The Fell Guy...
The weekend just gone I had the pleasure of taking the Take Time Project Seiko with me up to Kinlochleven where I took part part in the Salomon Ben Nevis Ultra.
I've really enjoyed reading and seeing the adventures and travels the watch has already been on, and although I'd never heard of Matthew before reading Dave's post something about the notion of appreciating what you have struck a chord for me. The Ben Nevis ultra is the official ultra distance race for this year's World Skyrunning Series which comprised of four different races from Thurs - Sun. The stats for the ultra, with it's run along the CMD arete onto Ben Nevis, were 52km distance and 4,000m height gain over the duration of the course. Being a championship race I was pretty excited there was a properly world-class field taking part, even though I had no chance of being at the very sharp end.
At race registration on Thurs eve there was a lot of speculation about the weather forecast for the following day which was predicting very high winds on the summits and exposed ridges. A contingency lower-level bad weather course is always planned for, but I'd yet to do a race where this was actually invoked, and at the time I went through registration the organisers were still saying the full course would be run. Around 9.30 that eve though there was an urgent message put out saying the forecast had worsened and the bad weather course would now be used. Never a decision taken lightly by the organisers, but I later found out that in the VK (vertical kilometer) race earlier on the Thurs several runners were treated for hypothermia with one runner being lifted off the hill by mountain rescue, so this no doubt informed the decision for the following day's race. The distance was still very similar (now 49k distance) but the height gain reduced dramatically from 4,000m to just 1,600m, reducing the expected race completion time by several hours (and also missing out all of the 'good' summits). It might sound a bit sadistic to have wished for more climb but this is where I tend to fare better, and the prospect of a long trail race rather than a proper mountain race really didn't play to my strengths. Still, we got a lie-in the next morning, starting at 10am rarther than 7am. The start took us north east from Kinlochleven out into the Mamores, weaving between Binnein Mor and Binnein Beag; then west to the Steall Falls. In the full race we would then have headed off north over several km of rough, trail-less ground towards Carn Mor Dearg; but instead we continued along the tourist trails down the length of the Glen Nevis valley, to the race support point at the Glen Nevis visitor's centre. Here we had the opportunity to re-fill bottles, grab some fruit, a brownie or flapjack, etc. I was feeling a bit sorry for myself by this point having been overtaken by at least half a dozen people on the long run in. I was cursing the amount of tarmac and hard-packed trail we were unexpectedly having to deal with as the shoes I was racing in are great for gripping on mud and scrambly rock but don't have so much cushioning, and my hips were becoming a bit sore. I'd already decided I wasn't going to hang around at the support point to see if I could re-gain a place or two, and as I was leaving I saw Gary Thompsett the race planner for this race and a lot of the mountain marathons I do. I must have had a bit of a grumble when he asked me how it was going, because he told me to stop being a baby and just get on with it, or words to that effect! Suitably scolded I took a couple of ibuprofen and continued on, climbing south up the opposite side of the Glen Nevis valley and into the Nevis forest. I had about 20km left to go at this point, so just got my head down and ran-walked it until the ground levelled off and we broke from the forest, then continued plodding along the West Highland Way. I was moving a bit better again by this point and overtook a few broken-looking runners who'd slowed down to a trot. A few pics: 10 minutes to go:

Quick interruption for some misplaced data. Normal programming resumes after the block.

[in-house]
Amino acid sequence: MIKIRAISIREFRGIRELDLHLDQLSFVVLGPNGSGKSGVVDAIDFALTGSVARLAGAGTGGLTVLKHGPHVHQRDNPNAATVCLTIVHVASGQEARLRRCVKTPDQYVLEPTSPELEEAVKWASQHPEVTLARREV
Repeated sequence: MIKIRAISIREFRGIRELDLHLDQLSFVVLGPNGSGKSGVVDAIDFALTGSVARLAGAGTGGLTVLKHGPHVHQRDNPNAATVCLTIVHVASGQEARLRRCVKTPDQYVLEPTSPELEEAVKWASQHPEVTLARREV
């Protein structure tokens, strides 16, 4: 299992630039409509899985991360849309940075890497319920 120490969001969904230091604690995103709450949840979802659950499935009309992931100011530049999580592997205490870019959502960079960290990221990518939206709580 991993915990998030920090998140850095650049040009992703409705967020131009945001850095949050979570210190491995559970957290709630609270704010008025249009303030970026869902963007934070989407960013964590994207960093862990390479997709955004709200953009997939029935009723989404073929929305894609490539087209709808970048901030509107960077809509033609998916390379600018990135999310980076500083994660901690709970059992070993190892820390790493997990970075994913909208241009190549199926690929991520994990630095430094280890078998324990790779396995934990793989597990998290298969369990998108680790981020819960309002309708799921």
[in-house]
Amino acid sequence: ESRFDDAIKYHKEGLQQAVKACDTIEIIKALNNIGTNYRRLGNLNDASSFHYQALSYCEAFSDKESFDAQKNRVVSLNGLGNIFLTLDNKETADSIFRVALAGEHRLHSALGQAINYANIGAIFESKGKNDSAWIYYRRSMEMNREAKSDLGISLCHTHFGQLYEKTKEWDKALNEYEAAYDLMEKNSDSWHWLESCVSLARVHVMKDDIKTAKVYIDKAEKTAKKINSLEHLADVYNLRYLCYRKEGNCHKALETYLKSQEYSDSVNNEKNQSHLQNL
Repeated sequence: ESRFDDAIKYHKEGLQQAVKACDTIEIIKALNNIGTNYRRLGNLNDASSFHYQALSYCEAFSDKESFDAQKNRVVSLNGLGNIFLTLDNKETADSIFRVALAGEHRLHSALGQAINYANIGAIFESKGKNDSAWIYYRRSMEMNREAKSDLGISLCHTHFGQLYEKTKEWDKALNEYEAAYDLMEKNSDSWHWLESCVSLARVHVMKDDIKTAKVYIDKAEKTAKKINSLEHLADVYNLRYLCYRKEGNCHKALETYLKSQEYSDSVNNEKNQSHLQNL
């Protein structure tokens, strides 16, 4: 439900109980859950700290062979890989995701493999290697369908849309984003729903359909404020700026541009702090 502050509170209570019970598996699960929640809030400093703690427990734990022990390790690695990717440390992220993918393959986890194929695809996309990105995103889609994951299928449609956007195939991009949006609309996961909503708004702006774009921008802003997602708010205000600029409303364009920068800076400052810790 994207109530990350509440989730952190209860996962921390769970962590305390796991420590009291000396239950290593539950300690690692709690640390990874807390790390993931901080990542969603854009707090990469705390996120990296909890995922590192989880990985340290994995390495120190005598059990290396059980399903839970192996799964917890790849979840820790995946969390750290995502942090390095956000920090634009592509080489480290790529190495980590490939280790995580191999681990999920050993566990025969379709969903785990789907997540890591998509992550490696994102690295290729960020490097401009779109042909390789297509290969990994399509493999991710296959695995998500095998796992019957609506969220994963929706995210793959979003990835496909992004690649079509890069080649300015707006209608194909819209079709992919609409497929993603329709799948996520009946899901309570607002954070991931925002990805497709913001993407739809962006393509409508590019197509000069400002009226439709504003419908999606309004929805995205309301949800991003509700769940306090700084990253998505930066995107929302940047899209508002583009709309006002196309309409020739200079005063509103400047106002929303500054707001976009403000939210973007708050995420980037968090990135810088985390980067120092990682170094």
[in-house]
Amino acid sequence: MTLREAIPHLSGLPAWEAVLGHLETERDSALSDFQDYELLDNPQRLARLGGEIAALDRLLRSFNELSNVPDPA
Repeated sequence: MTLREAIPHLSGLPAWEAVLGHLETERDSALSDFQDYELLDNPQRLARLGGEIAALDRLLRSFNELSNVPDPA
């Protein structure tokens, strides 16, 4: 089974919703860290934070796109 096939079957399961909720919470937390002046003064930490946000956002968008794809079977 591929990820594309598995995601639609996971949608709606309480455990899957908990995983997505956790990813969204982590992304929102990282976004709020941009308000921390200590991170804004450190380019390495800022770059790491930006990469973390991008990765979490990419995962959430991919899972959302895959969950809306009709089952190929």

Around 1hr 30mins into the race skirting round Binnein Beig, dropping down to the first checkpoint.
I finally made it back into Kinlockleven in a time of 6hrs 15mins (the winner ran sub-4hrs!!).
So not quite as epic an adventure as I'd hoped to take the watch on, but an adventure non the less; and I can't wait to see where it ends up next.